Panels

Tuesday, May 28

TUE 11:15 - 12:30 P1: Management of Big Data - Big Data for Management
Chair: Rolf Stadler (KTH)
Room: Refter
Panelists: Vasanth Bala (IBM), Marcus Brunner (Swisscom), Alexander Clemm (Cisco Systems), Sven van der Meer (Ericsson)
Abstract: Big Data is the next disrupting technology wave that has reached critical mass through advances in low-cost networked computing and storage, inexpensive intelligent sensors, and analysis techniques. Many disciplines, from commerce to science and public health, will become data-driven, data-centric, and data-intensive. This panel will assess and debate the implications, opportunities and challenges of the Big Data paradigm for network and service management and for operations. One aspect is that new technologies are needed to manage the infrastructure and operations of Big Data processing and analytics. Second, Big Data technologies can potentially harness the large amount of operational data that is constantly produced in networks/clouds, perform analytics, possibly in-network, to improve real-time fault, performance, and security management.

Wednesday, May 29

WED 17:00 - 18:15 P2: Diagnosing and Troubleshooting Problems in the Cloud
Chair: J.P. Martin-Flatin (EPFL)
Room: Rector Vermeylen
Panelists: David Breitgand (IBM), Raju Rajan (Hewlett-Packard), Helmut Reiser (Leibniz Supercomputing Center), Sebastian Wenner (T-Systems)

Abstract: Public and hybrid clouds have become increasingly successful in recent years. It used to be customary for SaaS services to be deployed in hosted environments or internally. But these days, many SaaS services use public clouds instead. For instance, some providers build their SaaS on top of an Infrastructure-as-a-Service (IaaS) such as Amazon Web Services, or a Platform-as-a-Service (PaaS) such as Heroku or Google App Engine, and use optional add-ons such as database services. Businesses now often use hybrid clouds that integrate SaaS services deployed in public clouds with legacy applications deployed in private clouds. And corporations usually need to integrate applications deployed and supported by fairly independent business units (federated clouds).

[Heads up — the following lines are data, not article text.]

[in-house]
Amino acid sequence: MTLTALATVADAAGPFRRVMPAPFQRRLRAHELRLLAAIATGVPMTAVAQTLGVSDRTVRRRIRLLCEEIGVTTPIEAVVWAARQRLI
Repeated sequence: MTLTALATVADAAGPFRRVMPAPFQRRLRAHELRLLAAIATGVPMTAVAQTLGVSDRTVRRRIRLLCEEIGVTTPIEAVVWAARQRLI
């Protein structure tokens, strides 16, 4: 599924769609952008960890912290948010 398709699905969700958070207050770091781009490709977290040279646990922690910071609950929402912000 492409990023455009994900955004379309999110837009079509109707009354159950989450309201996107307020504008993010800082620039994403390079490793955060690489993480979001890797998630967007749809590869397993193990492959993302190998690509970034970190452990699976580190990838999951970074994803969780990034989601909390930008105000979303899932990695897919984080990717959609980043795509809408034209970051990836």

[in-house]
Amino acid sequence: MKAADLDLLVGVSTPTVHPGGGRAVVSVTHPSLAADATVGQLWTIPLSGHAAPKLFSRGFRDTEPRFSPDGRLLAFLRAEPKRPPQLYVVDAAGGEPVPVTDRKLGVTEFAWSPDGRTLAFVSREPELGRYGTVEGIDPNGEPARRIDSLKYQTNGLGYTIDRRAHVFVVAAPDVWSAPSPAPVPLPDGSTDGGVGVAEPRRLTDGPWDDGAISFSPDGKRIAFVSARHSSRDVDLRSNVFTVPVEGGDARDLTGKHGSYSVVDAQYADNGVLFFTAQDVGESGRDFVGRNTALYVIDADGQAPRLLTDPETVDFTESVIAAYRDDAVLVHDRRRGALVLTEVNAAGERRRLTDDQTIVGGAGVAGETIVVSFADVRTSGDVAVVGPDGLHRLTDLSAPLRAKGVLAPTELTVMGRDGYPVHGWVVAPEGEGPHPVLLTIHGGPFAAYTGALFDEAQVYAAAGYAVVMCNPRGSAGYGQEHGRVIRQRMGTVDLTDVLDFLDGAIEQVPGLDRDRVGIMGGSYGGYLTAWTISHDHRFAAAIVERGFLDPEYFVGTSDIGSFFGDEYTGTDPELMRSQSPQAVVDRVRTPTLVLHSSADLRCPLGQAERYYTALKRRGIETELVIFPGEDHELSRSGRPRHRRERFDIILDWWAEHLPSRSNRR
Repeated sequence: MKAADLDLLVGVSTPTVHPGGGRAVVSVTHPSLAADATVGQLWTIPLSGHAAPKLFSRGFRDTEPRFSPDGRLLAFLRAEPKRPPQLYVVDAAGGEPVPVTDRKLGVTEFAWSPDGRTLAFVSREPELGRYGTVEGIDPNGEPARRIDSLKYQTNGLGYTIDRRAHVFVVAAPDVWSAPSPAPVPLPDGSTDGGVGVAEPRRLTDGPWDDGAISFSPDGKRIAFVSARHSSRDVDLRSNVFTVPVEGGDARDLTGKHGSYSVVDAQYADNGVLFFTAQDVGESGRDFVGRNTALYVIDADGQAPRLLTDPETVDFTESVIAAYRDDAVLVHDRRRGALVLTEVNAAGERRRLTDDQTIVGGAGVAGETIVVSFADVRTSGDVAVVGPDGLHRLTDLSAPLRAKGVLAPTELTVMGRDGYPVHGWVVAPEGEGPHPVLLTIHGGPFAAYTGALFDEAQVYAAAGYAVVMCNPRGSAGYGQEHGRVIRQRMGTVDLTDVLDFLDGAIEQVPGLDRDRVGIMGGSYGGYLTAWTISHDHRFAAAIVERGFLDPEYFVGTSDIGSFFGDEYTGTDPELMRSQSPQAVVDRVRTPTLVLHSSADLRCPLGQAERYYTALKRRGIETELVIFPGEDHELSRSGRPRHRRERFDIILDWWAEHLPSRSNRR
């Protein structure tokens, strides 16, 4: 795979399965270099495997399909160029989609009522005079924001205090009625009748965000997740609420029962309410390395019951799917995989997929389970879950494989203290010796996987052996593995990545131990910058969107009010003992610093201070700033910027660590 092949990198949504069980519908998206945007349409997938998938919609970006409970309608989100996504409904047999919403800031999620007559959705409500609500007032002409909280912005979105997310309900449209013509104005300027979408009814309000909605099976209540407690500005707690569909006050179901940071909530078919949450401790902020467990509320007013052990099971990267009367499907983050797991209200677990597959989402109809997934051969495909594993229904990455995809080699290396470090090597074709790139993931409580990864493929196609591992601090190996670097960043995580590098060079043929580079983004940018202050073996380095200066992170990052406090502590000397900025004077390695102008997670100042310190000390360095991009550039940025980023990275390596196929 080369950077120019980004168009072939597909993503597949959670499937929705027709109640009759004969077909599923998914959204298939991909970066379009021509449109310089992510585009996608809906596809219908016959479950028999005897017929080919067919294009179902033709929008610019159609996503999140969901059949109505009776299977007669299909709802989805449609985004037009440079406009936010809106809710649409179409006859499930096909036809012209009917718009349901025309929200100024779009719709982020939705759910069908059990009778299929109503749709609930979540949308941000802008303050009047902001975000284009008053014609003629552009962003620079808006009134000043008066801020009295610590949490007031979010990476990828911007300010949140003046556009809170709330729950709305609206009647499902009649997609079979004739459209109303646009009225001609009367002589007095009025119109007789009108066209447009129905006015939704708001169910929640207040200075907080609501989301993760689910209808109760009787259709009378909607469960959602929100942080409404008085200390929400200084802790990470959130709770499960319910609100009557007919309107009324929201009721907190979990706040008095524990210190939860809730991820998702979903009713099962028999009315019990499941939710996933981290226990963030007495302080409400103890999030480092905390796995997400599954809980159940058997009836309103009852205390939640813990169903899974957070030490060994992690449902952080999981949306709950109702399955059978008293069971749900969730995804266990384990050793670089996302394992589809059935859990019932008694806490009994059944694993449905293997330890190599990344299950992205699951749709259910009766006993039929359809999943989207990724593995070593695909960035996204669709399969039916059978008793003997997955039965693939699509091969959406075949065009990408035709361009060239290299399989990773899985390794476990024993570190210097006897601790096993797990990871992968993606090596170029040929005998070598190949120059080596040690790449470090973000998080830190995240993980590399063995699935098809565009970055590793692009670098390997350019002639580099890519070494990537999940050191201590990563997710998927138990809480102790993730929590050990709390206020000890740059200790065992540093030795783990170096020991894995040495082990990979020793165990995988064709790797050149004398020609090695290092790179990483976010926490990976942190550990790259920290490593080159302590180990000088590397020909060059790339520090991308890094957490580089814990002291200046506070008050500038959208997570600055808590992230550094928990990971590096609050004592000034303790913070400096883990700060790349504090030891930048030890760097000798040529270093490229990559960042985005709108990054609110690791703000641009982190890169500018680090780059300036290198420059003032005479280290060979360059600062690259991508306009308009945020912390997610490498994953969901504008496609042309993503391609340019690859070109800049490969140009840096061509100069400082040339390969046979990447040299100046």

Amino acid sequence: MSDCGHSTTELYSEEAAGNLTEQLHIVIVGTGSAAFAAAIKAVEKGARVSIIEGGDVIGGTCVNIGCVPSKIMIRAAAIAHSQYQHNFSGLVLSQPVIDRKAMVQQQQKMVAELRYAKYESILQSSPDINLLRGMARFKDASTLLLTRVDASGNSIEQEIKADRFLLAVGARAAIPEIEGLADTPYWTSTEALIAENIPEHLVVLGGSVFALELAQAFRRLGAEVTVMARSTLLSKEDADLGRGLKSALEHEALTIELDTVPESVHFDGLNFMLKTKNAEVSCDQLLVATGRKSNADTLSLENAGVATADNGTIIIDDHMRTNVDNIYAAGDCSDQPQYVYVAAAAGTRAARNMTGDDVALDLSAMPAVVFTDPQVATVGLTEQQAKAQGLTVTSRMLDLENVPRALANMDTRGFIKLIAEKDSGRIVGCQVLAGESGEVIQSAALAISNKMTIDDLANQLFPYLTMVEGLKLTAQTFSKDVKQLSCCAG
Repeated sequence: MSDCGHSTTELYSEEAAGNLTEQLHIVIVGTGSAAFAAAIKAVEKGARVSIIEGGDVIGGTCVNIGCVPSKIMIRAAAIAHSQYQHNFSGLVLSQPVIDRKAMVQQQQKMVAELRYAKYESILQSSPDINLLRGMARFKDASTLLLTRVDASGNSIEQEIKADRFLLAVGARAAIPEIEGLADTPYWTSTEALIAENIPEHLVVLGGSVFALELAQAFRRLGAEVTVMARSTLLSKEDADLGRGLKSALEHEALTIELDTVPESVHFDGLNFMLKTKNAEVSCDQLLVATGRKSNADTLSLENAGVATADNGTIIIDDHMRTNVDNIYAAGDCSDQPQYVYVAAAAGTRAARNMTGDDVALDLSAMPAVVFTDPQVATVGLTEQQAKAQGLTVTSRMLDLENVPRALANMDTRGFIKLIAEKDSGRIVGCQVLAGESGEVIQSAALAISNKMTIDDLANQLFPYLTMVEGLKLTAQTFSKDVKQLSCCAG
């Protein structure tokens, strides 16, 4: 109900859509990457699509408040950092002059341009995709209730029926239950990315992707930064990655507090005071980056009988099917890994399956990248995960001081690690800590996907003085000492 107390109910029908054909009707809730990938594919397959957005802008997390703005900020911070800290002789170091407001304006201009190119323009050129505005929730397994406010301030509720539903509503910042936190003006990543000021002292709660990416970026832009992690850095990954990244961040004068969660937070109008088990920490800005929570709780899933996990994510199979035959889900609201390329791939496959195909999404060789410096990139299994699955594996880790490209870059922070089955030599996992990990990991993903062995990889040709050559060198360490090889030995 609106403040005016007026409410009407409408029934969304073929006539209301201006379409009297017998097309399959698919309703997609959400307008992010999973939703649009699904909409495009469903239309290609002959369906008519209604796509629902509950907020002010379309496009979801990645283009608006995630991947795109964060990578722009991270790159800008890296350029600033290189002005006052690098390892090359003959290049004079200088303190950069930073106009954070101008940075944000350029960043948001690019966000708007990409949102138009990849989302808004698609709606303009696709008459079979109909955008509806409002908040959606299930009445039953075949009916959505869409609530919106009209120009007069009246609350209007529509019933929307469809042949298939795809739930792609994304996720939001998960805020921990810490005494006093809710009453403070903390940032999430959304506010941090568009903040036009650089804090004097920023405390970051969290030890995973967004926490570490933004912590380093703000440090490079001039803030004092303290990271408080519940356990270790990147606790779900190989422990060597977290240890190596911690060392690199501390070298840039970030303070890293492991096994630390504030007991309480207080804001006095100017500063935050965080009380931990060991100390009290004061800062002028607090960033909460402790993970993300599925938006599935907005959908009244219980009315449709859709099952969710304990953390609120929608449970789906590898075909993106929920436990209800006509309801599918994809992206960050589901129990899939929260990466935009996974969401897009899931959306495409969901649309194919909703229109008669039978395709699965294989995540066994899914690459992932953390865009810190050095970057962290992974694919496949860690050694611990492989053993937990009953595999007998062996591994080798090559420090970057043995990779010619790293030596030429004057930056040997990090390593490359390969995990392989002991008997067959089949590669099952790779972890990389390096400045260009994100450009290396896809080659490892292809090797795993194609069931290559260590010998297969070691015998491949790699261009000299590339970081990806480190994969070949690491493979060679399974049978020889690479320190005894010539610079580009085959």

Troubleshooting problems that affect end-users is complex in such environments, because software and hardware are not entirely controlled by the same NOC/IT Department. Multiple service providers or business units are involved, monitoring information is siloed, management domain boundaries come in the way of root cause analysis, and cooperation sometimes gives way to finger-pointing.

During this panel, we will characterize the underlying issues, suggest possible solutions, and present research challenges to the community.

Thursday, May 30

THU 11:00 - 12:45 P3: Software Defined Networks - Dumb, Smart or Both?
Chair: Bruno Klauser (Cisco)
Room: Refter
Panelists: Michael H. Behringer (Cisco Systems), Axel Clauberg (Deutsche Telekom), Paul Glynn (Davra Networks), George Pavlou (University College London)